Unfortunately, the South American Skating Confederation is attempting to prevent her from competing.

SASC typically allows skaters to compete as women if they have a female name on their official ID.

Joaquina does not.

Though she goes by a feminine name, the 11-year-old still has the male name given to her at birth on her birth certificate.

When the South American Skating Confederation first contacted Joaquina to notify her that she’d been disqualified from competing, her parents hit back. They took the Confederation to court and ultimately won an injunction that made it so that she would be allowed to skate in the girls’ regional competition.

Then, a seemingly corrupted series of events happened.

The Confederation ordered that the skating order be changed and Joaquina was moved from her original slot as the last competitor to the very first. All without even a slip of notice.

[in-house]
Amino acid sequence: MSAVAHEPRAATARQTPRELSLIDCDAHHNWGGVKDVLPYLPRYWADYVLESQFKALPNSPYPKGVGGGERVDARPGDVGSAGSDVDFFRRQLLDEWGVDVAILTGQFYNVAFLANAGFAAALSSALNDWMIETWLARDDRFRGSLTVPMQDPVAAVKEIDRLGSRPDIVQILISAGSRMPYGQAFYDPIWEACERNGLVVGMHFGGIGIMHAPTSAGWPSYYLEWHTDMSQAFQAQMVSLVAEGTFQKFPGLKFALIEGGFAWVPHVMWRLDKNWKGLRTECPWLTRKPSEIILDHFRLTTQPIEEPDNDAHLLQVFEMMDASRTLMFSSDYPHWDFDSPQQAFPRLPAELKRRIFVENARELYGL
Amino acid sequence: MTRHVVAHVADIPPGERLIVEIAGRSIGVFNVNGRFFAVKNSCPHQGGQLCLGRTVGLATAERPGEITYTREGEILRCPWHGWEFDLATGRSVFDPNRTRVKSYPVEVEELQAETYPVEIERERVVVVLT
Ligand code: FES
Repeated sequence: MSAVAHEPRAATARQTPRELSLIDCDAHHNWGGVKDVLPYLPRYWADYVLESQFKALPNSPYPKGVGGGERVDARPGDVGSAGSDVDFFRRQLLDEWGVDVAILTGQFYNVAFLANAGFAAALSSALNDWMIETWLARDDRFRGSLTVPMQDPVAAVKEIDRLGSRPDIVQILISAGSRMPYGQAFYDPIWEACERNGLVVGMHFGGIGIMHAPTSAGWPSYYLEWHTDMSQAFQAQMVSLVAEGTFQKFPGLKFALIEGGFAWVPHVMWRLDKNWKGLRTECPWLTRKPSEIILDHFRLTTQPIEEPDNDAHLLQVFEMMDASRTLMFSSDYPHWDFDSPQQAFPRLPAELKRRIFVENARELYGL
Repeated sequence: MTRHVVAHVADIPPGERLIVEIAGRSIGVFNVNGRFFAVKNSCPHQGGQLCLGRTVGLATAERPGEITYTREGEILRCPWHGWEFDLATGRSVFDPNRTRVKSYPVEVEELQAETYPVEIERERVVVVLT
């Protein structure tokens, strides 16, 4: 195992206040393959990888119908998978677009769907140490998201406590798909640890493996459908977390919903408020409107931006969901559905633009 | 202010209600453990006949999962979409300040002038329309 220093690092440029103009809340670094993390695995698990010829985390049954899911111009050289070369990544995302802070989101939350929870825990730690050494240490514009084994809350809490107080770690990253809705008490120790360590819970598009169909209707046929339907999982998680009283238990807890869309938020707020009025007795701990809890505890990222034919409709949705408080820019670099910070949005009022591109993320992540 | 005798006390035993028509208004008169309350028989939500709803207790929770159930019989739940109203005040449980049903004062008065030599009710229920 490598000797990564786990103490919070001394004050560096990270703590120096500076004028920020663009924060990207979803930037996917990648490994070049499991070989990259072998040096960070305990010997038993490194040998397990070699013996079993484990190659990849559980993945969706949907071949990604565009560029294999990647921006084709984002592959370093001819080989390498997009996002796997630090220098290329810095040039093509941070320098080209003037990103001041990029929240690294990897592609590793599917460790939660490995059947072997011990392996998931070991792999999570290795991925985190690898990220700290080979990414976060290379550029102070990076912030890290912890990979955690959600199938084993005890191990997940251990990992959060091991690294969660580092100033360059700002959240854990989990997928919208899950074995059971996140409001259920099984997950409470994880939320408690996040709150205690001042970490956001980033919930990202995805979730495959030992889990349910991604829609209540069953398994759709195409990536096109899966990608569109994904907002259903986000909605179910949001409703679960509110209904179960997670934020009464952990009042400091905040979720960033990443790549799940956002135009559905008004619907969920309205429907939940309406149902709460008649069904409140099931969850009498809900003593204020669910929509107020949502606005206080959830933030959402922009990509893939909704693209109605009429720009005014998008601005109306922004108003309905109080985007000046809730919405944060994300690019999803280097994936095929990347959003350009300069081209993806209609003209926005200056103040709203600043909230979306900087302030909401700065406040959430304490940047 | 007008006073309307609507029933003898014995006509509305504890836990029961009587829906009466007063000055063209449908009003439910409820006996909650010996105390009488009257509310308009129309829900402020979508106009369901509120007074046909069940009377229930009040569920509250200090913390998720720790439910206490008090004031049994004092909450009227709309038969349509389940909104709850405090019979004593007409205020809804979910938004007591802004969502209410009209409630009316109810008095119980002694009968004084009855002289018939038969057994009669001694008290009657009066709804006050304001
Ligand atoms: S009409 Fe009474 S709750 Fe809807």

Video of Joaquina taking part in the regional competition that day is hard to watch. With little to no time to prepare, the skater went out onto the floor and fell. Over and over again and when she couldn’t bear it much more she began to cry. All while pushing herself to finish her skate.

In an interview with the BBC, Joaquina’s father explained that it was too much pressure.

“People saying that you’ve not been accepted and [we] don’t want you to compete” had clearly taken its toll on her. And while the Confederation has said that the schedule change was not meant to sabotage Joaquina’s performance, it also reiterated its policy of “only letting skaters compete as women if they have a female name on their official ID.”

And yet, Joaquina has used the experience to continue to florish.

In her interview with BBC she explained that she wanted “people to understand that I’m a girl. It might still say João on my ID, but I know I’m a girl.”